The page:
• Strengthens and gently tones a range of muscles – from the ones along your spine to your shoulders & arms and into your legs
  • Stretches most muscles along the front & back body (abs, back, hips, hamstrings, shoulders, chest, calves, neck)
  • Works your joints – from toes & ankles up through your neck & shoulders – in a healthy way
  • Encourages balance and deep breathing

How to do it

  • Start standing in Mountain pose
    • standing tall, with even pressure on both feet
  • As you inhale, come into a Salute
    • raise arms above your head; palms facing, fingers reaching to the sky
  • As you exhale, bend backwards into a Standing Back Bend
    • look upwards, open your chest, and draw shoulders back
  • Inhale to bring yourself back to Centre
    • bring neck and back straight, arms stay up
  • Exhale slowly into a Swan Dive
    • gracefully lower chest towards thighs, sweeping arms wide
  • Hold a Forward Fold for a full cycle of breath
    → inhale to lengthen your spine & exhale to soften your torso

    • hold each elbow with each palm, hips lift upwards, torso relaxes
  • As you inhale, come into Half-forward Fold
    • back flat and parallel to ground, palms resting on your knees, look forward
  • Exhale into a Forward Fold again
    • chest towards thighs, fingertips towards the ground, bend your knees if necessary
  • With an inhale, bring your Right Leg Back to Lunge
    • shift weight to left side, keeping your left knee at 90° and directly over your ankle
  • Exhale to settle into the Lunge
    • sink hips your hips lower if comfortable and make sure pelvis stays even; rest your hands on your left thigh or at your sides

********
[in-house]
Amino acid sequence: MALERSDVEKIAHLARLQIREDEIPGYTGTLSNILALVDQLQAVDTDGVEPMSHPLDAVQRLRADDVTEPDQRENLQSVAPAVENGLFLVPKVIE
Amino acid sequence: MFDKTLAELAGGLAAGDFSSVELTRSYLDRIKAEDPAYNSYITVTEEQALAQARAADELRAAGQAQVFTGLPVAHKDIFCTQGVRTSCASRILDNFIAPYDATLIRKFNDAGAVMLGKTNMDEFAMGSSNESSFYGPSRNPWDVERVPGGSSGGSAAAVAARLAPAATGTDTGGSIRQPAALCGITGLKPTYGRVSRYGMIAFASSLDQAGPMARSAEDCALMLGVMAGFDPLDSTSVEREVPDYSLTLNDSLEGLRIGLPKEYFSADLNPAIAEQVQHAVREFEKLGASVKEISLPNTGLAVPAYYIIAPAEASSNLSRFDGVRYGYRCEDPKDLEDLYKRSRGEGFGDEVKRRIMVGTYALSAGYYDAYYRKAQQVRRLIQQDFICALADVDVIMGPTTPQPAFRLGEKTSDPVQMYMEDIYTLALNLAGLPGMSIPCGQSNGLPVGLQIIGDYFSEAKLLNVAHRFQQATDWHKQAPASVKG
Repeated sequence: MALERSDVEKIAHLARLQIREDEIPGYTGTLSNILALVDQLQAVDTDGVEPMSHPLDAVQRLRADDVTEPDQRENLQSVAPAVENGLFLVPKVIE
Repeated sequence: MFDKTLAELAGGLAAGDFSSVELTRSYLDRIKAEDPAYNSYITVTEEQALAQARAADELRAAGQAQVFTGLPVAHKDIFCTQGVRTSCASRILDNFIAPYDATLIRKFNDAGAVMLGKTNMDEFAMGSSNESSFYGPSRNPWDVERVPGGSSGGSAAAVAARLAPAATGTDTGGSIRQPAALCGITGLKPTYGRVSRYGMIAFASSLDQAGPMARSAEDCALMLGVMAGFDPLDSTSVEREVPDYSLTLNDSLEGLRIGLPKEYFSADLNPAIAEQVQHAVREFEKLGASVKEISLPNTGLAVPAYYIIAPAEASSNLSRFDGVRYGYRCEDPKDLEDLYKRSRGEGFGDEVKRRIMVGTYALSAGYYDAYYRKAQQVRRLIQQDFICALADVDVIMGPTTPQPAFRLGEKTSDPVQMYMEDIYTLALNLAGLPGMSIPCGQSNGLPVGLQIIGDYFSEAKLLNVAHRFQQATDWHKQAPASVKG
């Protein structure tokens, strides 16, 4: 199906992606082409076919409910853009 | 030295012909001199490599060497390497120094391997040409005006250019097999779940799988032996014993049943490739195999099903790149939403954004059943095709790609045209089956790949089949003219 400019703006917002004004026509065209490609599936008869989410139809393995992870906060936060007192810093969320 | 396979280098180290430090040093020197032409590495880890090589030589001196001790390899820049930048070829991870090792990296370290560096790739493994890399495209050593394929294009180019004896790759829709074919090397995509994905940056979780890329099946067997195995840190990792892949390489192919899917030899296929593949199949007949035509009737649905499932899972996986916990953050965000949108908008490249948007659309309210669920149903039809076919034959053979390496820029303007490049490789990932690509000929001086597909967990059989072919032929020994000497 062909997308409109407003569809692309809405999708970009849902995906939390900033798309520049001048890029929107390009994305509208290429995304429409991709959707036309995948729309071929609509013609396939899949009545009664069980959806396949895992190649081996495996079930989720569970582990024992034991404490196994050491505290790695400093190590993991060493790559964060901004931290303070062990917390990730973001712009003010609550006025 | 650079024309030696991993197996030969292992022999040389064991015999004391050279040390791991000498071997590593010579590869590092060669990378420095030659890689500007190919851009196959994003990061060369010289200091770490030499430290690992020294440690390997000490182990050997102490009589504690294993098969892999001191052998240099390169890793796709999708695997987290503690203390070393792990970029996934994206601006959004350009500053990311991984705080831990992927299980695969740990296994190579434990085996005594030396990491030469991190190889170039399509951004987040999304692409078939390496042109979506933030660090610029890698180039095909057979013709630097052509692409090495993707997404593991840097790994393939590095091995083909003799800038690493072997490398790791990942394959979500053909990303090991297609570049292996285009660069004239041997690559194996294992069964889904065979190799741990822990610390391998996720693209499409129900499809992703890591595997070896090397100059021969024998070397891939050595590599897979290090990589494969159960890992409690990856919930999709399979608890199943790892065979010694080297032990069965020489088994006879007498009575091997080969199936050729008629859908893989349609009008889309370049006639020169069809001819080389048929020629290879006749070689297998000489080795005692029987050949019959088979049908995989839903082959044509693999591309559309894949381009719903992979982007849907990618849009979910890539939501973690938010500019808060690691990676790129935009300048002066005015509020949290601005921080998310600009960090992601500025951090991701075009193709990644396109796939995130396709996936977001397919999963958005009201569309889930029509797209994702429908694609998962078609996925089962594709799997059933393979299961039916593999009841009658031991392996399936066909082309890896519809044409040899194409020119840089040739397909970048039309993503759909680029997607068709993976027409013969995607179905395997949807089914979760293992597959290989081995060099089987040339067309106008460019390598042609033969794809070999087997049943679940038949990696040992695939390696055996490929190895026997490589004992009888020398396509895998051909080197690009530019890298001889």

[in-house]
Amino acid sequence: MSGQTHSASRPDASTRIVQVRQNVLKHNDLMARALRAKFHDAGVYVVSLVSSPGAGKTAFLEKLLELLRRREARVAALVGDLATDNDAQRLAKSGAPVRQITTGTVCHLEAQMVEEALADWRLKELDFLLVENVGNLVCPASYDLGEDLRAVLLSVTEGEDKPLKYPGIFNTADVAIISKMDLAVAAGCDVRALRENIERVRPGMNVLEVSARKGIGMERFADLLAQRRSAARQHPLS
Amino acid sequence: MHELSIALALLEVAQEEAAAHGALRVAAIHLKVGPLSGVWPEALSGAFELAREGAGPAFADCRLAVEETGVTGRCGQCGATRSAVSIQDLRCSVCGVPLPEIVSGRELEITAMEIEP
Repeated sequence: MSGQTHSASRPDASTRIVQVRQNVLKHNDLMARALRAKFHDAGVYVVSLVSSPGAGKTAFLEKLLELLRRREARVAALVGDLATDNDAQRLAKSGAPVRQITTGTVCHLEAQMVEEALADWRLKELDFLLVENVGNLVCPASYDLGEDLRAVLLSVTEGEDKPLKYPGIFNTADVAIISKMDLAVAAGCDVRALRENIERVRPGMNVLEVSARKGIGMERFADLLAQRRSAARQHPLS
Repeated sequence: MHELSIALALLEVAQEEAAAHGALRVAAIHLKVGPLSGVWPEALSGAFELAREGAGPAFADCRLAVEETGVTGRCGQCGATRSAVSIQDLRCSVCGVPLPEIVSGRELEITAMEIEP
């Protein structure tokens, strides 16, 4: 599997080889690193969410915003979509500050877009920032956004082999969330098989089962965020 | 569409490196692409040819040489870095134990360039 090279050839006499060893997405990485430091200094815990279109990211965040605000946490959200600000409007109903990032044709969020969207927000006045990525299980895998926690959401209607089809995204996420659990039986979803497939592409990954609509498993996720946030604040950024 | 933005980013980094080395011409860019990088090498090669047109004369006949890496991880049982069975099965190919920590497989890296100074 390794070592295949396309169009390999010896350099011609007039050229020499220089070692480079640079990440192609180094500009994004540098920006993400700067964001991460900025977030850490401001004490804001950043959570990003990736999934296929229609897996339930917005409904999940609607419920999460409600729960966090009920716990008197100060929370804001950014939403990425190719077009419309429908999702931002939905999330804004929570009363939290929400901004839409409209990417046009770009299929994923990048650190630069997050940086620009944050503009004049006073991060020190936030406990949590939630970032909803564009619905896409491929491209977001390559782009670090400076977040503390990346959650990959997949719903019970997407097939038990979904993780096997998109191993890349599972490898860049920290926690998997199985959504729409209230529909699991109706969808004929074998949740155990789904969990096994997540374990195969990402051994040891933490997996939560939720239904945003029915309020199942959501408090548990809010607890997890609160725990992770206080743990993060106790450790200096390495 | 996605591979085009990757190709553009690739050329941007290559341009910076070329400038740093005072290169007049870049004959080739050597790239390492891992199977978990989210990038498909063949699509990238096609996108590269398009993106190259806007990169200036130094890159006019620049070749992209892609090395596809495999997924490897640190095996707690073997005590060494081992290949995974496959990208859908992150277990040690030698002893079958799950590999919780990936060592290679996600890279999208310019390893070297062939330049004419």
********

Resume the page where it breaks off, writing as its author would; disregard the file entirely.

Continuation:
• Inhale to raise your arms up into a Back-bending Lunge
    • arms are shoulder-width apart and shoulders stay relaxed; open your chest as much as comfortable
  • Exhale into another Forward Fold
    • let your shoulders and hips relax as your arms extend towards the ground and your feet come parallel and hip-width apart
  • Inhale to draw your Left Leg Back to Lunge
    • shift weight to right side, right knee bent at 90° and directly over your ankle
  • Use your exhale to settle into the Lunge on this side
    • keep your hips from sagging, rest your hands on your right thigh or alongside your torso, and feel the strength in your legs
  • Inhale, drawing your arms up into a Back-bending Lunge
    • shoulders relaxed and rolled back with your chest open
  • Exhale to bring your feet together into Forward Fold
    • torso relaxes towards thighs, arms dangle down, feet come together
  • Inhale and lengthen your spine into Half-forward Fold
    • gazing forward with a flat back
  • Exhale into the last Forward Fold of the sequence
    • bend your knees a little to relax your legs, relax your shoulders and let your arms hang down
  • With a slow inhale, sweep up to a Salute
    • bring your arms wide and palms facing as you raise your torso with a flat back
  • Exhale and draw your palms together and lower your arms into Mountain with Prayer
    • lightly press your hands together in front of your chest, relax your shoulders, feel both feet grounded

Repeat the series a few times, switching which leg moves back into the lunge first if you’d like. And, of course, find your own modifications dependent on what your circumstances are like!